Living With Chronic Pain: Somebody Just Told Me I am Acting Entitled

Women living with chronic pain
Dr. Gary McClain
Written by
Dr. Gary McClain Mental Health

Living with chronic pain is an everyday struggle that can affect not only your mood and attitude, but those around you. Ever heard someone say you’re acting entitled due to your chronic pain? Read on to learn how to cope and address it. 

Dave was at work the other day when a shipment of office supplies came in.  The delivery person had placed a stack of large boxes in the middle of the office.  The boxes would need to be carried into the storeroom and unpacked.  

This wasn’t the best of days for Dave.  He didn’t have as much strength as he normally has.  So later in the afternoon, after having had to walk around them for the past few hours, Dave decided that, while it was his responsibility to unpack and log in the supplies, he was going to need a hand both with moving as well as unpacking them.  

He asked two of his co-workers if they would give him a hand.  “I’m not feeling the best today,” Dave said.  “Would you guys mind giving me a hand?”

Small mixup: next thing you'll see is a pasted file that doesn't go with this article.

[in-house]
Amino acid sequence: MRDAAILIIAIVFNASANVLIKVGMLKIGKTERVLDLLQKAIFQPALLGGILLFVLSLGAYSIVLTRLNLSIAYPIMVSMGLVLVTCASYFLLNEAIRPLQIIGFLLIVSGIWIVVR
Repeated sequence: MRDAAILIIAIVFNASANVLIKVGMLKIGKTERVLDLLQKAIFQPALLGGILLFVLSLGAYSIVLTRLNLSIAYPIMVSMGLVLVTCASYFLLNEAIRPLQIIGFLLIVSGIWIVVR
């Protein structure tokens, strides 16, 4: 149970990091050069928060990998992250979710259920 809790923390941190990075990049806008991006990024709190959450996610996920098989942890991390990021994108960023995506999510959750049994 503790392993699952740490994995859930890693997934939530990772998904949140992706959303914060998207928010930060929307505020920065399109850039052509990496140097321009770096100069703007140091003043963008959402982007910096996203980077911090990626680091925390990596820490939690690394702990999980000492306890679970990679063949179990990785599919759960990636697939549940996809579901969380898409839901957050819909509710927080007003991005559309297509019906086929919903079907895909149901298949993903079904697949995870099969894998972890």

Joseph, one of the co-workers he asked, said with a smile: “Wow, Dave.  What a convenient day to not feel good.  So that means you’re entitled to push this off on your poor office mates, huh?”

Dave knew this was meant in good humor, so he smiled and said, “Yeah, good timing on my part.”

But inside, he felt he had been called out.  He wasn’t so sure the comment about entitlement wasn’t meant to hit home.  If so, it sure had.  And Dave had to ask himself if, with a little extra pushing, he might have been able to move the boxes on his own.  But how would he have felt afterward?

Marisol experienced a more direct approach than Dave did.

She and her husband, Eduardo, take turns cleaning the bathroom every weekend.  This weekend, Marisol wasn’t feeling so up to it, so she asked Eduardo if he wouldn’t mind taking her turn.  

“I’ll do it for you,” Eduardo said.  “But I have to be honest with you.  I know you’re not always feeling all that energetic.   Cleaning the bathroom doesn’t take all that much energy.  So I think it’s really entitled of you to ask me to do something you could do yourself.  And doing something active might even benefit you.”